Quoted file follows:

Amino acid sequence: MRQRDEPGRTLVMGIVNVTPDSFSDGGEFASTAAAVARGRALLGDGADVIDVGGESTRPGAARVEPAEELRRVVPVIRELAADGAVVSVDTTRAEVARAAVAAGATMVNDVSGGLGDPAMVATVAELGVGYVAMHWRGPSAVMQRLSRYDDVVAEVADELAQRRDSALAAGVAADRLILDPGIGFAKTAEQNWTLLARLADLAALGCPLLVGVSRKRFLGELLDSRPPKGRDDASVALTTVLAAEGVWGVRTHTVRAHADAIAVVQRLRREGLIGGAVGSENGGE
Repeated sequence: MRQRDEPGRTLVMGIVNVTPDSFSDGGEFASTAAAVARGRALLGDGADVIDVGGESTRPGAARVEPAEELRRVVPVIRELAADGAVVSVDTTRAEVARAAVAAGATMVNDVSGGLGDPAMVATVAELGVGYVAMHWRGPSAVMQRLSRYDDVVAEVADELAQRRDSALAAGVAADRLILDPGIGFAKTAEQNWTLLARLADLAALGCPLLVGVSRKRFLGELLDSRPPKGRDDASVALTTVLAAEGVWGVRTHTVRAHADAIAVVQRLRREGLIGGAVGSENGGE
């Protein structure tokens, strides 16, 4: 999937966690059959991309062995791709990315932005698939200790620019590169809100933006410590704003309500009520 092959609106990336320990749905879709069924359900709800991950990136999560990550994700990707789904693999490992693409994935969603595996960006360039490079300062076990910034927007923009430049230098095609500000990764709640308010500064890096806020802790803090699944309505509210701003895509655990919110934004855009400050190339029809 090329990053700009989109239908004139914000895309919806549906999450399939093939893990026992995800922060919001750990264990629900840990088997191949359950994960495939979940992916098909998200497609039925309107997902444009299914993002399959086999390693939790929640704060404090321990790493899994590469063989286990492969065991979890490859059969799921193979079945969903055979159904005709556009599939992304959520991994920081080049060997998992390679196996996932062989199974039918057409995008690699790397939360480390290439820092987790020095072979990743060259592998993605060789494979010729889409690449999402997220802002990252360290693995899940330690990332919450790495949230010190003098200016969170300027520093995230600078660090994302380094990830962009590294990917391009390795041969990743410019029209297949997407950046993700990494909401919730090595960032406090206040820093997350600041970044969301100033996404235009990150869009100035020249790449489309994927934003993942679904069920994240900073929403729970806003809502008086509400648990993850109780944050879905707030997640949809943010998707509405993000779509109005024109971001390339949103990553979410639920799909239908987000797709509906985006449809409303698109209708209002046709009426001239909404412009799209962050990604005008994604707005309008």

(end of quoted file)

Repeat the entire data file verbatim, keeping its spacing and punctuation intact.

Amino acid sequence: MRQRDEPGRTLVMGIVNVTPDSFSDGGEFASTAAAVARGRALLGDGADVIDVGGESTRPGAARVEPAEELRRVVPVIRELAADGAVVSVDTTRAEVARAAVAAGATMVNDVSGGLGDPAMVATVAELGVGYVAMHWRGPSAVMQRLSRYDDVVAEVADELAQRRDSALAAGVAADRLILDPGIGFAKTAEQNWTLLARLADLAALGCPLLVGVSRKRFLGELLDSRPPKGRDDASVALTTVLAAEGVWGVRTHTVRAHADAIAVVQRLRREGLIGGAVGSENGGE
Repeated sequence: MRQRDEPGRTLVMGIVNVTPDSFSDGGEFASTAAAVARGRALLGDGADVIDVGGESTRPGAARVEPAEELRRVVPVIRELAADGAVVSVDTTRAEVARAAVAAGATMVNDVSGGLGDPAMVATVAELGVGYVAMHWRGPSAVMQRLSRYDDVVAEVADELAQRRDSALAAGVAADRLILDPGIGFAKTAEQNWTLLARLADLAALGCPLLVGVSRKRFLGELLDSRPPKGRDDASVALTTVLAAEGVWGVRTHTVRAHADAIAVVQRLRREGLIGGAVGSENGGE
């Protein structure tokens, strides 16, 4: 999937966690059959991309062995791709990315932005698939200790620019590169809100933006410590704003309500009520 092959609106990336320990749905879709069924359900709800991950990136999560990550994700990707789904693999490992693409994935969603595996960006360039490079300062076990910034927007923009430049230098095609500000990764709640308010500064890096806020802790803090699944309505509210701003895509655990919110934004855009400050190339029809 090329990053700009989109239908004139914000895309919806549906999450399939093939893990026992995800922060919001750990264990629900840990088997191949359950994960495939979940992916098909998200497609039925309107997902444009299914993002399959086999390693939790929640704060404090321990790493899994590469063989286990492969065991979890490859059969799921193979079945969903055979159904005709556009599939992304959520991994920081080049060997998992390679196996996932062989199974039918057409995008690699790397939360480390290439820092987790020095072979990743060259592998993605060789494979010729889409690449999402997220802002990252360290693995899940330690990332919450790495949230010190003098200016969170300027520093995230600078660090994302380094990830962009590294990917391009390795041969990743410019029209297949997407950046993700990494909401919730090595960032406090206040820093997350600041970044969301100033996404235009990150869009100035020249790449489309994927934003993942679904069920994240900073929403729970806003809502008086509400648990993850109780944050879905707030997640949809943010998707509405993000779509109005024109971001390339949103990553979410639920799909239908987000797709509906985006449809409303698109209708209002046709009426001239909404412009799209962050990604005008994604707005309008």